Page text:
If You See This Bug, You May Have to Quarantine

Over 30 counties are already under quarantine because of the spotted lanternfly. Is yours next?

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In May, just when we thought the COVID-19 pandemic was all we could handle, we learned about murder hornets. And now, 2020 has thrown another creature our way to be concerned about. Enter the spotted lanternfly, a beautiful yet destructive bug that has a striped bee-like body and a set of sheer wings on top of a pair of red wings, both speckled with black spots. While the bug might sound benign enough—after all, at least "murder" isn't in its name—New Jersey and Pennsylvania have put a combined 34 counties under quarantine due to its presence. And if you live on the East Coast, your county could be next.

According to the U.S. Department of Agriculture (USDA), the spotted lanternfly is not a danger to humans, but it does wreak havoc on plant life. It can severely affect crops including almonds, stone fruits, apples, hops, and a variety of trees. And it's known to slyly transport itself via people since it can only fly short distances. So, the current quarantine put in place to prevent these insects from spreading is not implemented to protect humans directly, but our agriculture.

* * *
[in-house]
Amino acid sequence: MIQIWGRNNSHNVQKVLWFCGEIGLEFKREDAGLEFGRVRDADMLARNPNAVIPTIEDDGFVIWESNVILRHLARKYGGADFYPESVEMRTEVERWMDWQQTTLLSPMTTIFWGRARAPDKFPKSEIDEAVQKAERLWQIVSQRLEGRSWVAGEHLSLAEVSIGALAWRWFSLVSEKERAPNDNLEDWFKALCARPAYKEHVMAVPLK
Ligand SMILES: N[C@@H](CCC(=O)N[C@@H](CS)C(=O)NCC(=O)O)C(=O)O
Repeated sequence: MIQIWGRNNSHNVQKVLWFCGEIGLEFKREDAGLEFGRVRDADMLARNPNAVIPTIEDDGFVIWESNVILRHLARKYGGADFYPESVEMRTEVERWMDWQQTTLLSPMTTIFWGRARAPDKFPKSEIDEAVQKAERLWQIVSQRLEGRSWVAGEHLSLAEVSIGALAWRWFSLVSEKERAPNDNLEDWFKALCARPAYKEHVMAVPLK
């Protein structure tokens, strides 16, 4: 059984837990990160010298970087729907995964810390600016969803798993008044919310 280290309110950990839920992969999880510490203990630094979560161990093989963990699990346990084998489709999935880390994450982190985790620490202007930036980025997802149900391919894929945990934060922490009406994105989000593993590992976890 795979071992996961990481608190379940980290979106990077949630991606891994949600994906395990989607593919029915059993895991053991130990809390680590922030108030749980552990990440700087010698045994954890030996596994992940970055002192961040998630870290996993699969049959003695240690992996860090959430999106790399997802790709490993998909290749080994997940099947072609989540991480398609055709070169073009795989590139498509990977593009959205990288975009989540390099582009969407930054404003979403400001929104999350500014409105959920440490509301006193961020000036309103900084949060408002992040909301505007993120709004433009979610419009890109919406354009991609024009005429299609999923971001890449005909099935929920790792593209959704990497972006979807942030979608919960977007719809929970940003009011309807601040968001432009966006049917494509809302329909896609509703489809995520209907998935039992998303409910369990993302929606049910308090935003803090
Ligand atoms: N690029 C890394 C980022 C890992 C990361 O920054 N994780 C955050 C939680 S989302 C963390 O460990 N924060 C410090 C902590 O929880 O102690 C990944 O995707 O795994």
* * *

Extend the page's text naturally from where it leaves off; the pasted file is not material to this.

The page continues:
Currently, 26 counties in Pennsylvania are under quarantine and 8 in New Jersey: Warren, Hunterdon, Mercer, Burlington, Camden, Gloucester, Salem and Somerset.

"While the spotted lanternfly is no threat to humans or animals, it is known to feed on 70 different types of plants and trees," the New Jersey Department of Agriculture said in a statement. "The Department asks that anyone who travels in a quarantined county do a quick inspection of their vehicle for the spotted lanternfly before leaving."

Spotted lanternfly
Shutterstock

The quarantine slows the spread of the spotted lanternfly, giving officials more time to get their population under control. "We have been working diligently to slow the advance of this bug," New Jersey Department of Agriculture Secretary Douglas Fisher said in a statement. "We are targeting areas where severe infestations have been confirmed, and we also encourage residents to destroy the spotted lanternfly if possible when they see it. It will take a combined effort to help keep this pest from spreading."

The spotted lanternfly is indigenous to China, but hitched a ride to the U.S. in 2014 on a shipment landing in Berks County, Pennsylvania. "The species has been advancing ever since," the New Jersey Department of Agriculture says.

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Surefire signs the spotted lanternfly has touched down in your garden is "plants that ooze or weep and have a fermented odor," a "buildup of sticky fluid (honeydew) on plants and on the ground underneath infested plants," or "sooty mold on infested plants," according to the USDA. If you see any of these signs, you should contact your local Extension office or State Plant Regulatory Official. For more concerning creatures that could be in your yard, check out 17 Disturbing Health Dangers Lurking in Your Backyard.

Allie Hogan
Allie Hogan is a Brooklyn based writer currently working on her first novel. Read more
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